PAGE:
It’s heartbreaking to see refugee children like this boy from Mali sleeping in the open. His family fled one emergency only to face another. Now, the boy is at the mercy of Niger’s ongoing and worsening food crisis.

Help is desperately needed. Can we count on you to invest in CARE’s 2012 World Hunger Campaign and help us raise $1.6 million in the next 60 days so that we can save and change lives around the world, including those in Niger?

The countries most affected by the food crisis in the Sahel are Niger, Chad and Mali, where irregular rains and swarms of locusts and pests destroyed entire harvests. Most families in Niger, especially those living along the border with Mali, are running out of food. Refugees are resorting to sleeping in the open, without access to basic services. Many are forced to drink muddy water — putting them at risk of waterborne disease.

CARE is ramping up efforts to provide clean water, food, emergency shelter and sanitation items to these refugees. Food is running out fast and lives hang in the balance.

You can help turn things around through our World Hunger Campaign. We’re aiming to raise $1.6 million in the next 60 days to fight poverty and save lives around the world. Please give $60, $125 or whatever you can afford today.

On behalf of the men, women and children we serve, thank you for responding as generously and as quickly as you can.

Sincerely,

Helene D. Gayle, MD, MPH
President and CEO, CARE

Mixed Emotions

It’s the middle of the week and there have already been so many things happening inside and out. Mixed emotions are coming and going like a change in weather every minute.

Some friends of ours have been trying to adopt a brother and sister, who have been with them for 2 years now, and social services has made it a nightmare experience. The children are feeling safe, loved and thriving and our friends are wonderful parents. Instead of supporting them in the adoption process, a couple of people in social services have fought them all along the way. It’s no wonder there are so many children in foster homes. Social Services, instead of being supportive, is confrontational and always changing.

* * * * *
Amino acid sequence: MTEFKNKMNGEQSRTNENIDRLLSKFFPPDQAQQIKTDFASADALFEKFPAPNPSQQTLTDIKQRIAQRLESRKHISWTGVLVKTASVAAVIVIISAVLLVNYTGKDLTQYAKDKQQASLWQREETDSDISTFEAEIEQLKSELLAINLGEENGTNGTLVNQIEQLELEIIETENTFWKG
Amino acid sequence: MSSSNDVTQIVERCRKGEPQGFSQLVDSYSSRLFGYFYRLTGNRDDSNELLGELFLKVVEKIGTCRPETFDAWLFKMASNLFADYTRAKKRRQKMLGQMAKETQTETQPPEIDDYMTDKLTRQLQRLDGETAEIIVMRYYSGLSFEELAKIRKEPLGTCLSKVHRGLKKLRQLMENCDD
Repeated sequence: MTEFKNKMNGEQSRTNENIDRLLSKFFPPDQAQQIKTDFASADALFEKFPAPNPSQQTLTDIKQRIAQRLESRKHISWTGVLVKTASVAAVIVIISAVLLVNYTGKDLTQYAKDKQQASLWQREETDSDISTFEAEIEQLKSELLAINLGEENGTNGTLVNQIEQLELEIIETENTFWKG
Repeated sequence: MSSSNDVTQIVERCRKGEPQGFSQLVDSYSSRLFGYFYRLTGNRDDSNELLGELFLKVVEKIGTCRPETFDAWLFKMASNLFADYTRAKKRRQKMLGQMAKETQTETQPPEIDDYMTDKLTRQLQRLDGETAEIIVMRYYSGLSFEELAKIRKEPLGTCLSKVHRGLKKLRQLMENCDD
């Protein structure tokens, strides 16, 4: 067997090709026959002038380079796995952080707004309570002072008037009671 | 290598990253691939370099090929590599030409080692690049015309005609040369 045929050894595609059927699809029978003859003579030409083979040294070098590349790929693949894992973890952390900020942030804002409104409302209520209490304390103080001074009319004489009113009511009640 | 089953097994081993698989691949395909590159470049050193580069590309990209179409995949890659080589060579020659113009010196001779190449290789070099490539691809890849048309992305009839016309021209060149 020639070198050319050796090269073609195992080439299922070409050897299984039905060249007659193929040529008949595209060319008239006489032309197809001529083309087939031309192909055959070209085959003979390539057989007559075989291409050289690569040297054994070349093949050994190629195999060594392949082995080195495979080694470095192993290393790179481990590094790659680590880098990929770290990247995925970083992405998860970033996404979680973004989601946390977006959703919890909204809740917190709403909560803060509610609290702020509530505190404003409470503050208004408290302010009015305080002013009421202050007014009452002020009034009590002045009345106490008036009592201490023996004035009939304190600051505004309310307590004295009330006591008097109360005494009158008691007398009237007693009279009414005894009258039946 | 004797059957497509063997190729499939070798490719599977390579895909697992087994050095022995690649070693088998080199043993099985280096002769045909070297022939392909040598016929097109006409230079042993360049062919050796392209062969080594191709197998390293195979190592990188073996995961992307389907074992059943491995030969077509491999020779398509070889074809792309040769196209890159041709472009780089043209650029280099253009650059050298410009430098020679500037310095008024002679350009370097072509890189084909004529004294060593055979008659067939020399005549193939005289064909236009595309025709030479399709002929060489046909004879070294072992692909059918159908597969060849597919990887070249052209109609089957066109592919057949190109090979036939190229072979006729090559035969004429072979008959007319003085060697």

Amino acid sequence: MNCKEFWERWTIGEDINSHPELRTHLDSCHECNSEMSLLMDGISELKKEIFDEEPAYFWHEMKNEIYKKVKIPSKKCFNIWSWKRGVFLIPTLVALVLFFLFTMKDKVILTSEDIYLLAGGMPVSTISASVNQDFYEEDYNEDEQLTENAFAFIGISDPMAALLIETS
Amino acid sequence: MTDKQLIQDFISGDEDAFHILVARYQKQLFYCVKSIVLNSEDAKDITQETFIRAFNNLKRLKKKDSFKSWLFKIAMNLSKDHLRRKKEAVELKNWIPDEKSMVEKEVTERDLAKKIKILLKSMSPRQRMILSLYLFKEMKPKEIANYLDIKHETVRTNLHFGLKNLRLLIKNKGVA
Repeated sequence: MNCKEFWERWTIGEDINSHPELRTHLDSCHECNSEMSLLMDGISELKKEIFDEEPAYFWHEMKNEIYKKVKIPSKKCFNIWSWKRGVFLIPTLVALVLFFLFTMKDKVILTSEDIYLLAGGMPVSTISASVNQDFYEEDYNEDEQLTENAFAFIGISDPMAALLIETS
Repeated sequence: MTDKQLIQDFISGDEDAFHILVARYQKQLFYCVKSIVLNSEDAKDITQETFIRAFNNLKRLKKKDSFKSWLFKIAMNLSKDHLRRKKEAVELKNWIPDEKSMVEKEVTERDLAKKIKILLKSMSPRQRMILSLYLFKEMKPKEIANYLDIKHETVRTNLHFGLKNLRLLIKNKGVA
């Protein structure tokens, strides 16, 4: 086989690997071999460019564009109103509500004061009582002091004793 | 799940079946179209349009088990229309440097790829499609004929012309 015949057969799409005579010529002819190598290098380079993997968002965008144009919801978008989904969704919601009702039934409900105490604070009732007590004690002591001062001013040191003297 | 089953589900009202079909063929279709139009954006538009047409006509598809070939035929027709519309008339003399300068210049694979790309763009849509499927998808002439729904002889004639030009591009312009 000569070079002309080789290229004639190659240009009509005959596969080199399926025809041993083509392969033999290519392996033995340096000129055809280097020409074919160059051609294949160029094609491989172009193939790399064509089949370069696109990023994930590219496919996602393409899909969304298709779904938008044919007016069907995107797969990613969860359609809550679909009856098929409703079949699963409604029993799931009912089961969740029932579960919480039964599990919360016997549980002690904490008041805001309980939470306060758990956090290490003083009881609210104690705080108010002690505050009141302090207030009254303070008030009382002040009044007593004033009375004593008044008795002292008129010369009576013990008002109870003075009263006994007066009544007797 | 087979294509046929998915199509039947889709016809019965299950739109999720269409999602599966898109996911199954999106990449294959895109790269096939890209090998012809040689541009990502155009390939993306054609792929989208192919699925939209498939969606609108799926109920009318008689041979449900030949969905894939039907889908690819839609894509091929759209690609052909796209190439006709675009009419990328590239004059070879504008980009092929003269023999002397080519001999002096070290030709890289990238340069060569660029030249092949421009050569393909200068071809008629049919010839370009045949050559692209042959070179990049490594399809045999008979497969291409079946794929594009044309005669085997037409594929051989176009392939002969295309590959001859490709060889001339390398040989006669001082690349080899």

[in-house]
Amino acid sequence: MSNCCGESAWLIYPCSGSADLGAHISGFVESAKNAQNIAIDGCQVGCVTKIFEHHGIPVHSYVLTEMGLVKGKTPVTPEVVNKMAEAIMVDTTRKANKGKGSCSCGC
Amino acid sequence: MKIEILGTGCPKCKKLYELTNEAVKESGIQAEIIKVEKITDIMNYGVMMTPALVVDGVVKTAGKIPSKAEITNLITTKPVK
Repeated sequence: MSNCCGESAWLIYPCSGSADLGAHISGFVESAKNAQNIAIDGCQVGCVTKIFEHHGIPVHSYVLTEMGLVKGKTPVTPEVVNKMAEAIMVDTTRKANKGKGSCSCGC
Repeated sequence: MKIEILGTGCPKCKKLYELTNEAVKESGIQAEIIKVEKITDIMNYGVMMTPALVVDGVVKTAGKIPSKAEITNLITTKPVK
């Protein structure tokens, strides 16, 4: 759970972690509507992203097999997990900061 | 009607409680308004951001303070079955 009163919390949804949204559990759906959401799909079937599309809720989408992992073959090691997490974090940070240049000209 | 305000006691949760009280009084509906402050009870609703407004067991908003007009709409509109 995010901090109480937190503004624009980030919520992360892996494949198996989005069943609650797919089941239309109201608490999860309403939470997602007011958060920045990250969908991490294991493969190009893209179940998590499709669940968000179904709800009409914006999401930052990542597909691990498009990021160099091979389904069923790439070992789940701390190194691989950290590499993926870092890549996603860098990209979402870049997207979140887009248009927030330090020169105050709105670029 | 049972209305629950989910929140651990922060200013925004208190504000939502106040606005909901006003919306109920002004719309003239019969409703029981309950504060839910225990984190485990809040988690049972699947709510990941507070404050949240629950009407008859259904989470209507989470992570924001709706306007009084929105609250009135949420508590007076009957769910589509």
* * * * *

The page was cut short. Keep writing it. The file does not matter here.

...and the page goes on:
Then, there is the slaughter in Syria, the revolution in Libya and starvation in Somalia and Eastern Africa, which is all pulling me one way and then the other.

In the midst of all these turmoils was a wonderful time with our daughter, grandson and son-in-love camping and canoeing in the San Juan Islands off Puget Sound. Beautiful places, great company and time to relax.

When I pay attention to my mind, heart and body, there are always a zillion things going on, though I am only aware of one or two at a time. So, I guess the external circumstances, situations and events are similar, only on a national and international scale.

Now, how I choose to respond (or not) to all of these emotions and events is up to me, right? Or, at least the part of me that is aware of itself. Here I go

Stop Somalia’s Tragedy

From AVAAZ.org: The World In Action.

Dear friends,

More than 2000 people are dying every day in Somalia, in a famine that threatens to starve more than eleven million people to death. Conflict between Somalia’s Al-Shabaab regime and world leaders has kept out aid that could end the famine. But a few key countries have the power to broker a deal to stop the suffering.